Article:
The mission statement, vision, and core values of Southern Adventist University reflect a view of education as affecting more than just the mind. The mission encourages the pursuit of wholeness, the vision aims to graduate servant leaders committed to living balanced lives, and one of the core values is a balanced lifestyle.
Southern Adventist University has five general education student learning areas: spiritual development, intellectual development, individual and social development, physical development, and discipline-specific competence. With the “Living in Balance: Physical Activity” QEP, Southern Adventist University seeks to strengthen student learning in the general education area of physical development.
The student learning outcomes are based on findings from the literature review, best practices, the needs of Southern Adventist University students, and a recommitment to promoting healthy lifestyle principles foundational to Seventh-day Adventist education. Chart 3 is an overview of the two student learning outcomes identified for increasing physical activity.
1. Students will achieve and maintain a level-3 cardiorespiratory fitness rank while at Southern Adventist University.
The Rockport One-Mile Walking Test (see Appendix A) was selected as the cardiorespiratory fitness assessment because of its reliability and validity as a test instrument (D’Alonzo, Marbach, and Vincent, 2006), and because of its ease to administer independently. Students will receive instructions for the assessment in activity courses and during the mid-semester campus-wide fitness assessment week. The Rockport walk shows the current level of physical fitness and provides a way to measure cardiorespiratory fitness throughout the lifespan. Improving and maintaining physical fitness calls for a consistent physical activity program. Students are encouraged to meet the minimum ACSM physical activity level each week as part of beginning or maintaining an active lifestyle. Also, the two required activity courses PEAC 125–Fitness for College (first-year course) and PEAC 425–Fit for Hire (capstone course) will have the recommended ACSM physical activity levels as part of the course requirements.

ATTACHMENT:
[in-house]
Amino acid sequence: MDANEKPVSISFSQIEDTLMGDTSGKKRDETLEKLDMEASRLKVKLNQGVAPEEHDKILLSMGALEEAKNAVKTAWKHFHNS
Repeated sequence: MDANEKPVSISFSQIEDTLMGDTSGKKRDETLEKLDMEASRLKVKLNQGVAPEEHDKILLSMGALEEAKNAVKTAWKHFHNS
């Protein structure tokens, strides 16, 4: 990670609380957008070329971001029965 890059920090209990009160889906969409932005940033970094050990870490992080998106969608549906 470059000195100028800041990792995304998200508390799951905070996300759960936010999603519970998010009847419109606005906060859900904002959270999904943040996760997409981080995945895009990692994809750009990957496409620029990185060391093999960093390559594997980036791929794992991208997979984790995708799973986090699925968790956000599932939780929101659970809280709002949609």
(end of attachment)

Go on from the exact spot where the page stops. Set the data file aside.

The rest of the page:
2. Students will achieve and maintain the American College of Sports Medicine recommendations for cardiorespiratory activity.
Helping students develop a physically active lifestyle is the purpose of the second student learning outcome.
The American College of Sports Medicine is considered by health and fitness educators to be a leader in setting standards for physical activity and fitness across the lifespan. We chose to use ACSM as our source for definitions, activity requirements, and fitness testing. Physical activity is defined as “any bodily movement produced by the contraction of skeletal muscles that results in a substantial increase over resting energy expenditure” (Thompson, Gordon, and Pescatello, 2010, p. 2).
The ACSM physical activity parameter we expect Southern Adventist University students to know and adopt is that “all healthy adults aged 18-65 need moderate intensity aerobic physical activity for a minimum of 30 minutes five days per week, or vigorous activity for a minimum of 20 minutes three days per week” (Thompson et al. 2010, p. 8).
The ACSM cardiorespiratory physical activity levels will be assessed using the International Physical Activity Questionnaire (IPAQ). The IPAQ will be completed by students when enrolled in physical activity courses on the physical activity website designed by Southern Adventist University’s School of Computing.